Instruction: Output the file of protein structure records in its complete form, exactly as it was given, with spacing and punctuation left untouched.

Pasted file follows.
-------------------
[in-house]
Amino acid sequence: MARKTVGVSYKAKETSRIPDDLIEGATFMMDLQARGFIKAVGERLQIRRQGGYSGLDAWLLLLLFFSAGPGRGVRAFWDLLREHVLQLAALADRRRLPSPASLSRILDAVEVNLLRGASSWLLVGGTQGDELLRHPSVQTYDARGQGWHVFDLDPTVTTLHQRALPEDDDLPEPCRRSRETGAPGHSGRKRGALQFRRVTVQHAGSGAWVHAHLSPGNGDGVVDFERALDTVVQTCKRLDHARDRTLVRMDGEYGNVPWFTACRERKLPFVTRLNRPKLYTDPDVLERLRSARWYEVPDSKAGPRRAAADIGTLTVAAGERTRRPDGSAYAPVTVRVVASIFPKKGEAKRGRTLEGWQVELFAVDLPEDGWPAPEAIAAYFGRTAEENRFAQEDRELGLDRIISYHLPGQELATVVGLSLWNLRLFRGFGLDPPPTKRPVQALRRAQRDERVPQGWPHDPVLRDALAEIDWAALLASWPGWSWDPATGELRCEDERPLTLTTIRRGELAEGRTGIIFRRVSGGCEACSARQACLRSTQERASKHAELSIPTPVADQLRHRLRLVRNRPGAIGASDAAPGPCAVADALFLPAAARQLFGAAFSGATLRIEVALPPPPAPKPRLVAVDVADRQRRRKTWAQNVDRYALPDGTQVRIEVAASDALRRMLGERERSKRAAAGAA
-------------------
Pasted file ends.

[in-house]
Amino acid sequence: MARKTVGVSYKAKETSRIPDDLIEGATFMMDLQARGFIKAVGERLQIRRQGGYSGLDAWLLLLLFFSAGPGRGVRAFWDLLREHVLQLAALADRRRLPSPASLSRILDAVEVNLLRGASSWLLVGGTQGDELLRHPSVQTYDARGQGWHVFDLDPTVTTLHQRALPEDDDLPEPCRRSRETGAPGHSGRKRGALQFRRVTVQHAGSGAWVHAHLSPGNGDGVVDFERALDTVVQTCKRLDHARDRTLVRMDGEYGNVPWFTACRERKLPFVTRLNRPKLYTDPDVLERLRSARWYEVPDSKAGPRRAAADIGTLTVAAGERTRRPDGSAYAPVTVRVVASIFPKKGEAKRGRTLEGWQVELFAVDLPEDGWPAPEAIAAYFGRTAEENRFAQEDRELGLDRIISYHLPGQELATVVGLSLWNLRLFRGFGLDPPPTKRPVQALRRAQRDERVPQGWPHDPVLRDALAEIDWAALLASWPGWSWDPATGELRCEDERPLTLTTIRRGELAEGRTGIIFRRVSGGCEACSARQACLRSTQERASKHAELSIPTPVADQLRHRLRLVRNRPGAIGASDAAPGPCAVADALFLPAAARQLFGAAFSGATLRIEVALPPPPAPKPRLVAVDVADRQRRRKTWAQNVDRYALPDGTQVRIEVAASDALRRMLGERERSKRAAAGAA